Less than two weeks ago, the Fort Bend Star received information that 17 people, including three local residents, had been arrested in connection to a sex sting operation and accused of paying for sex.
The information came from a reliable source (the Fort Bend County District Attorney’s Office) and contained specific information about each person arrested in the sting.
The Fort Bend Star very easily could have published that information. Many did, such as Fox26 in Houston.
But we didn’t jump on the bandwagon like some of our colleagues, and the reasons why might be worth noting.
Before coming to the Fort Bend Star, I spent five years covering cops and courts at the Galveston County Daily News. Over that time, I learned that details are important when dealing with a subject that could have lasting consequences.
As a general rule of thumb, we at the Star will not name any defendant unless we can track down court records and a bond amount. Simply put, law enforcement officers can sometimes get ahead of themselves.
Once I was out at the scene of a fatal car crash, and a detective told me one of the people involved had been charged with intoxication manslaughter, and gave me the man’s name and date of birth.
I have no doubt the detective was being truthful when he gave me the information, and he no doubt intended to arrest the man and have him charged. But many times, much can happen between the start of an investigation and charges being filed.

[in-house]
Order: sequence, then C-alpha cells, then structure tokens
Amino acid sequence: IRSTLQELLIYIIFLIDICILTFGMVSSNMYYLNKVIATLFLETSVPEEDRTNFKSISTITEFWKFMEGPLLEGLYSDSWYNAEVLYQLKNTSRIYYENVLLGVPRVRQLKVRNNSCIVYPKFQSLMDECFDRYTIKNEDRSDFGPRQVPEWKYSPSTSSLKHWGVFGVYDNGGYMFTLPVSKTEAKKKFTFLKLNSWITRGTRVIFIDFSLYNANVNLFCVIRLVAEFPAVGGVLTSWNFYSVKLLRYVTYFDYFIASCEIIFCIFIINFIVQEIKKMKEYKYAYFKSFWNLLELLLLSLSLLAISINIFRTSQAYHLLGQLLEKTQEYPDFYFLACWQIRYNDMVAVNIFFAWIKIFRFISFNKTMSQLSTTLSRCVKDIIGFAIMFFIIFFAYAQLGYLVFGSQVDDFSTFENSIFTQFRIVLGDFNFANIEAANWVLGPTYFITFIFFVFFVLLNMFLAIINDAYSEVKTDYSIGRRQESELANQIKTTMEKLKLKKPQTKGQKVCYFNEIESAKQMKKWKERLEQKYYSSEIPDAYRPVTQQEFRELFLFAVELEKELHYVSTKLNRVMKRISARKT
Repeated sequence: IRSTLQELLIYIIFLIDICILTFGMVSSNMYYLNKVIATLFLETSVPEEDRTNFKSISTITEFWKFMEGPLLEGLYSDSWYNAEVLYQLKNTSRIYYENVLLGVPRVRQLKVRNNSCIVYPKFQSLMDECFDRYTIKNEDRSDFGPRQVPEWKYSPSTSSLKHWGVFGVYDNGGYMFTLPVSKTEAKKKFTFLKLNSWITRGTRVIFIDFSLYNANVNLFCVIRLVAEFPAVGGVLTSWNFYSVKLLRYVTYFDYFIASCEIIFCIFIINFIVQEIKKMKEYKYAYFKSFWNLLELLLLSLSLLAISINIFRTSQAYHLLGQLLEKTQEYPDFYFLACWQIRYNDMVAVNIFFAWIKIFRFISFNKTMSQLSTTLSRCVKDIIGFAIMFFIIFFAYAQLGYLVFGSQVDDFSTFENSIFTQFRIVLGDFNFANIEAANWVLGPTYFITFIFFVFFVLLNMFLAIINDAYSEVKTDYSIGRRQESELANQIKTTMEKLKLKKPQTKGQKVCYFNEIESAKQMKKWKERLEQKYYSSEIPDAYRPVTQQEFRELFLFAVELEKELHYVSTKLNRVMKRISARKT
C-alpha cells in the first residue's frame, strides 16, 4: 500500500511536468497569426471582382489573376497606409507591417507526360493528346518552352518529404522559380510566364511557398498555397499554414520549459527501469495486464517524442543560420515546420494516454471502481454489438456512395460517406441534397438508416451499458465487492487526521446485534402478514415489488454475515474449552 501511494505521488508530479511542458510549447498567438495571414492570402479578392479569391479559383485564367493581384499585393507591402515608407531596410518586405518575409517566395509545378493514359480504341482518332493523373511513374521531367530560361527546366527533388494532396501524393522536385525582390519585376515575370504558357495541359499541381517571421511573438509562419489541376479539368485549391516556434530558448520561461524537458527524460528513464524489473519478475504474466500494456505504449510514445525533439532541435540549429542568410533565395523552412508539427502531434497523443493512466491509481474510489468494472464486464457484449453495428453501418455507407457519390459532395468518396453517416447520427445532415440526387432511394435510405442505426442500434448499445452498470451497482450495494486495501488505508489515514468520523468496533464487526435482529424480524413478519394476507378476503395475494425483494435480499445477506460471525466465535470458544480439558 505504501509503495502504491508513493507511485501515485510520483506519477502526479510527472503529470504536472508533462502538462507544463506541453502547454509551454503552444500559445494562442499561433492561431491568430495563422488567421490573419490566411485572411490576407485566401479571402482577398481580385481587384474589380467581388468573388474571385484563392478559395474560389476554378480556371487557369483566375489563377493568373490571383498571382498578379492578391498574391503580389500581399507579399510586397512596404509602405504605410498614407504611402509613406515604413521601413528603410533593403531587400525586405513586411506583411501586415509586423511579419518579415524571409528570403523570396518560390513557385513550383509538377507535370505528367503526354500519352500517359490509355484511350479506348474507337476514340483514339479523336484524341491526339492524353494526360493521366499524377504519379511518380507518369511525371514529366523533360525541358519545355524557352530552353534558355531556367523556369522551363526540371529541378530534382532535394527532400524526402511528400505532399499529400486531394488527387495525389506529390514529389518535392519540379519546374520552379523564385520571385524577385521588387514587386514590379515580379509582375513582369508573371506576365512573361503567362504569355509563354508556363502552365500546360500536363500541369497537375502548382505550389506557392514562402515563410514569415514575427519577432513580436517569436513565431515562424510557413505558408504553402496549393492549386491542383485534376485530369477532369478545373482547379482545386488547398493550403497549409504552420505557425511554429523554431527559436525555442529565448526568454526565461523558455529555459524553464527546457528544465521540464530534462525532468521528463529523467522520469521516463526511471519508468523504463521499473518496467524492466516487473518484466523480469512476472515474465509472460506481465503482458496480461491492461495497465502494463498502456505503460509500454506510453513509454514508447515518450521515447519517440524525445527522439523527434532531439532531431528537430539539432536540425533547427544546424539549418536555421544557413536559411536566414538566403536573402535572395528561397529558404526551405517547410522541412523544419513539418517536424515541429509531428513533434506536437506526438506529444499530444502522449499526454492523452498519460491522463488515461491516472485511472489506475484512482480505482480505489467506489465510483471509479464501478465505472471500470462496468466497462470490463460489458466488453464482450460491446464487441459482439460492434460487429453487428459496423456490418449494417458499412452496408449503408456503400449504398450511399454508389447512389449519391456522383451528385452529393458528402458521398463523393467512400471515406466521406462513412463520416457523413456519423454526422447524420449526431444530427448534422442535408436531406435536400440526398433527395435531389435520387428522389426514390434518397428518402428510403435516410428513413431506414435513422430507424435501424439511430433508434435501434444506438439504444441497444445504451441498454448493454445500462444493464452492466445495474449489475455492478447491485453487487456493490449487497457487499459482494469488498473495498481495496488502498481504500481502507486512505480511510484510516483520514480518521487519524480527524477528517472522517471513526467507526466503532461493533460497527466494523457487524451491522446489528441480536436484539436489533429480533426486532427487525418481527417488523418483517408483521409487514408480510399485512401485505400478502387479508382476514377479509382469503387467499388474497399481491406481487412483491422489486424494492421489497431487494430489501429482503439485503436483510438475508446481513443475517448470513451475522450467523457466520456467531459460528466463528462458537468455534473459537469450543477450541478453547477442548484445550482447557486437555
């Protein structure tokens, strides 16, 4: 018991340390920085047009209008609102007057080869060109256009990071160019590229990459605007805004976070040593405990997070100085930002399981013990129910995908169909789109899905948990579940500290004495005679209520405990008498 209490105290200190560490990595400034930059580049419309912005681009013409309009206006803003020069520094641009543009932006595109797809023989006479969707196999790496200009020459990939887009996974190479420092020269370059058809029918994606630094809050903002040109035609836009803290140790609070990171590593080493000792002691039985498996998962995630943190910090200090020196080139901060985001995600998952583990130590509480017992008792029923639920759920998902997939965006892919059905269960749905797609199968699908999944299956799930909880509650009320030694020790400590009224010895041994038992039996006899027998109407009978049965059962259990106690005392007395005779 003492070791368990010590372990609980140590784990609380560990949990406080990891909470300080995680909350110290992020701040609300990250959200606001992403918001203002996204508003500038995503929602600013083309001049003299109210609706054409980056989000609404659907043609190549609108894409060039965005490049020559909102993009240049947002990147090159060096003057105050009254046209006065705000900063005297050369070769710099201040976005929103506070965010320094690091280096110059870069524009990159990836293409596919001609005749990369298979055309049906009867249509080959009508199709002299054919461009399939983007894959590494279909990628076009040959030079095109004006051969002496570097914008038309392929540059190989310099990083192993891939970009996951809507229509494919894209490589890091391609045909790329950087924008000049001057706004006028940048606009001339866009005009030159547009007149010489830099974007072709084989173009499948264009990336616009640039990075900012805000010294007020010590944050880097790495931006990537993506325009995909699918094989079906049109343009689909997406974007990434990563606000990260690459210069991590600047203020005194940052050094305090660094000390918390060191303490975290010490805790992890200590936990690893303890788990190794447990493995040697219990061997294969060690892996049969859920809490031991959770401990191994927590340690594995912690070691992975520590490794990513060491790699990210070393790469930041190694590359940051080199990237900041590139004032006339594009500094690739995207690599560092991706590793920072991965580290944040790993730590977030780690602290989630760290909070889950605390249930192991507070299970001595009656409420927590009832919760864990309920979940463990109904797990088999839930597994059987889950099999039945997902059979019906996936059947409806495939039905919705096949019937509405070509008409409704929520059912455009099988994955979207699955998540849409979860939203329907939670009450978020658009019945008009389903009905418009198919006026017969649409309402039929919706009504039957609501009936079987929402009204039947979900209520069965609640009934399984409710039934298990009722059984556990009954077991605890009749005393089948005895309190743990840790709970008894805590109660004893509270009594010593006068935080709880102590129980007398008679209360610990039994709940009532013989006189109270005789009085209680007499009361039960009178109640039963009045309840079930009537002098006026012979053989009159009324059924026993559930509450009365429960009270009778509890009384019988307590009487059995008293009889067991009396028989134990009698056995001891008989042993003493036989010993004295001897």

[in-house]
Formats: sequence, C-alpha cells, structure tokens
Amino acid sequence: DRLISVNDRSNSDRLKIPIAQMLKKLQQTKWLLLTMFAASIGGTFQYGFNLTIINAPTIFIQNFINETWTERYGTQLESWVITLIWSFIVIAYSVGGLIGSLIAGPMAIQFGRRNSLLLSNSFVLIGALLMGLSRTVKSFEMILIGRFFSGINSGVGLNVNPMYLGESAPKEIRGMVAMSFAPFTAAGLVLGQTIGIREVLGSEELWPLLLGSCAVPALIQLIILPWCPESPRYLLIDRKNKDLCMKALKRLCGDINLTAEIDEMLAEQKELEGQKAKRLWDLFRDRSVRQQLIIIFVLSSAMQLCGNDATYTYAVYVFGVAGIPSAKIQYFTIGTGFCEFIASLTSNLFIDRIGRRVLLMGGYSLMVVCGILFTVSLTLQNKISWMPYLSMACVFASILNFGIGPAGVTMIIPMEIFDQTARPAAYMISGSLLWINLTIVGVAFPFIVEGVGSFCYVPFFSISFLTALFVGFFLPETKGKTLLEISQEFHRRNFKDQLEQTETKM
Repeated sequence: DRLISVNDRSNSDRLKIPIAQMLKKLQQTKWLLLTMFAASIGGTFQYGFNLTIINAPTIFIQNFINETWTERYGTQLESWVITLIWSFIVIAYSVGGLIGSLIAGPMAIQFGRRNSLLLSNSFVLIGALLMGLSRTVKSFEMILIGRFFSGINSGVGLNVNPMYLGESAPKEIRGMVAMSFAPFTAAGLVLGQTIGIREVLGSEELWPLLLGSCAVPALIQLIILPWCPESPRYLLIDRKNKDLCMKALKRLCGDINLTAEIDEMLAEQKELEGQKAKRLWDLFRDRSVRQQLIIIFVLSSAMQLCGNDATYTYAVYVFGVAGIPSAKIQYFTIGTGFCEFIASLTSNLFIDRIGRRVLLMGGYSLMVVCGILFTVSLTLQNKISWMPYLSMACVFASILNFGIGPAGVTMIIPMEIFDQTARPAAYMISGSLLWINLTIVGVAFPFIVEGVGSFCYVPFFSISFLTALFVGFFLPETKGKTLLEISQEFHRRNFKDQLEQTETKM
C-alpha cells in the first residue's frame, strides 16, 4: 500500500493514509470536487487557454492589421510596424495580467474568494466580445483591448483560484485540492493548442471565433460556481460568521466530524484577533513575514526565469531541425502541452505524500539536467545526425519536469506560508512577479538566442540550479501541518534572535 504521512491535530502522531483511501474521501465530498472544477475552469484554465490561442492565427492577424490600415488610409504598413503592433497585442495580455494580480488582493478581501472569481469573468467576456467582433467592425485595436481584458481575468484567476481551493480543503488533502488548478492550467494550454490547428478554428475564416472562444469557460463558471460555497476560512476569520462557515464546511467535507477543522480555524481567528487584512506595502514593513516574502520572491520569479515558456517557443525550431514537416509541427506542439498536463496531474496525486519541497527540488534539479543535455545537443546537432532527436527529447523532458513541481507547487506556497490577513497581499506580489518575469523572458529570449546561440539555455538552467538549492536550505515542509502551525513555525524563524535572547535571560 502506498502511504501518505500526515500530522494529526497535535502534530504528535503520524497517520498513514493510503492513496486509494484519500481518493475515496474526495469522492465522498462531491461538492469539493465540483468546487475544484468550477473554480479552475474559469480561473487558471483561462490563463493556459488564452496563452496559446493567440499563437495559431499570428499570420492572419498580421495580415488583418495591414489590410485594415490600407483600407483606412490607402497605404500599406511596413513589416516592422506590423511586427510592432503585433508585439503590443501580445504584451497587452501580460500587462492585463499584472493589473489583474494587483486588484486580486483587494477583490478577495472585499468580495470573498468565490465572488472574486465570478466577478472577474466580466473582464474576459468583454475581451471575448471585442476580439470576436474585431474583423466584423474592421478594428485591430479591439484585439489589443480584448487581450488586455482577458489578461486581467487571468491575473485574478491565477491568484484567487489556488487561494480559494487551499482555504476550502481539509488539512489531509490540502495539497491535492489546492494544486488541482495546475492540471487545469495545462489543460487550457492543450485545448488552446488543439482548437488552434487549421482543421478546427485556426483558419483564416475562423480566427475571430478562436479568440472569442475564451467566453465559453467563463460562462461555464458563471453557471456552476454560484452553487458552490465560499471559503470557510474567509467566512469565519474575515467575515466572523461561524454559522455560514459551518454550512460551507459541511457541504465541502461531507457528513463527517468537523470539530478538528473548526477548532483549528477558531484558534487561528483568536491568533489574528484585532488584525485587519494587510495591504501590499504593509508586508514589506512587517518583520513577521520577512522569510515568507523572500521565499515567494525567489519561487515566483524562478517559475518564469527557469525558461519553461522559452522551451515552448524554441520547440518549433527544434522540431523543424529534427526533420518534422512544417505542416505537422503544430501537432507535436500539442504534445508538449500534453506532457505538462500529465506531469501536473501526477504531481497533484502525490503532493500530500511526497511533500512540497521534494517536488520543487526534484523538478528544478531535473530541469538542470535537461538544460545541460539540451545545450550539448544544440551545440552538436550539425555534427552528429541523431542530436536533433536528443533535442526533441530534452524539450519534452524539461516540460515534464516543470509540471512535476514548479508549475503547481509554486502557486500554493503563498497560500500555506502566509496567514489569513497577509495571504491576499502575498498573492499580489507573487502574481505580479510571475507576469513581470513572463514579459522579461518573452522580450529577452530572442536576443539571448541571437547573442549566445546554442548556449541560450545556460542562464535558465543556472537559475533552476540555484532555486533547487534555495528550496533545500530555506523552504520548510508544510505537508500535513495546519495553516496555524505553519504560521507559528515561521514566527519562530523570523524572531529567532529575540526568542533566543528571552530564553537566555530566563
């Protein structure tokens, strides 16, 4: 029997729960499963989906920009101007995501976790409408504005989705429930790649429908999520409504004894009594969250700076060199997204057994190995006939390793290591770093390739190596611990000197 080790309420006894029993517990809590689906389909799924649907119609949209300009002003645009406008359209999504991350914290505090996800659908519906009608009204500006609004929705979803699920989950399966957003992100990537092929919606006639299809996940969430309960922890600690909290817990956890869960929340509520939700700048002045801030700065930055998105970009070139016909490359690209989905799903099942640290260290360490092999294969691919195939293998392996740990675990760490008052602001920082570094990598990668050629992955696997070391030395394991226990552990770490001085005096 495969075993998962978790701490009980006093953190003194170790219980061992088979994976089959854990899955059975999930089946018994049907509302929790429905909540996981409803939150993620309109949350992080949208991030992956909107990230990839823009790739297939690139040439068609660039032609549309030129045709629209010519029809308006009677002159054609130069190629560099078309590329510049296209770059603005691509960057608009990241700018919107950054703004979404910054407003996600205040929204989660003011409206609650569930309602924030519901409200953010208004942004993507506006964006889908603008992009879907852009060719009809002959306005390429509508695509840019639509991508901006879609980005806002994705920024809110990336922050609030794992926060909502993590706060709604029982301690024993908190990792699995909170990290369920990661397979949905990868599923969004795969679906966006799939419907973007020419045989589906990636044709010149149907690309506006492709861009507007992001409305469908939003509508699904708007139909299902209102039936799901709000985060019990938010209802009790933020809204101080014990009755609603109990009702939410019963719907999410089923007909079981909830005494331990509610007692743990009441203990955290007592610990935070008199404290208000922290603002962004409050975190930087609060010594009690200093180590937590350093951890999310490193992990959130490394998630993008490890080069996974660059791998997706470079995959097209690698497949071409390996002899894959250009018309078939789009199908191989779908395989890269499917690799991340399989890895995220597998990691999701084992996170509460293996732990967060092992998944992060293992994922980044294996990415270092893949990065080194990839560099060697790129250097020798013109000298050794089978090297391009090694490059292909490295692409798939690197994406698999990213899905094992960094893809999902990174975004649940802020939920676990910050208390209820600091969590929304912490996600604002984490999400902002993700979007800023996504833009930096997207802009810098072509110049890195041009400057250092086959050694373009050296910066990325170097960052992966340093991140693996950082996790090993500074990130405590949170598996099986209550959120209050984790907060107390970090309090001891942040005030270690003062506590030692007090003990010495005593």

In the case of the crash, that man was never charged. Because I took the time to double-check the investigator’s information, the newspaper avoided liability, the detective was thankful not to have given out faulty information to the public and life moves on.
Such was also the case with the recent news release. As of late afternoon June 25, no charges had yet been filed against the three Fort Bend County residents arrested as part of the sex sting operation. They might still be coming, and if they do, we will write about them.
But why not hold off?
Reporting on crime is more art than science, but it seems to me that caution and a desire to prosecute and fully vet each piece of information is critical.
Take the initial news release that officials with the Minneapolis Police Department sent out after the death of George Floyd as the perfect example.
“Two officers arrived and located the suspect, a male believed to be in his 40s, in his car,” according to the release. “He was ordered to step from his car. After he got out, he physically resisted officers. Officers were able to get the suspect into handcuffs and noted he appeared to be suffering medical distress. Officers called for an ambulance. He was transported to Hennepin County Medical Center by ambulance where he died a short time later.”
If reporters had stuck to the news release, how great a disservice would that have been?
This is not to say that we are at all reticent to write about crime. In fact, within the very pages of this edition, you will find a story about a Missouri City police officer charged with theft.
Our promise to you is that we will always strive to be advocates for the public’s right to know, and we will work tirelessly to bring you the most accurate crime reporting about the issues of compelling public interest.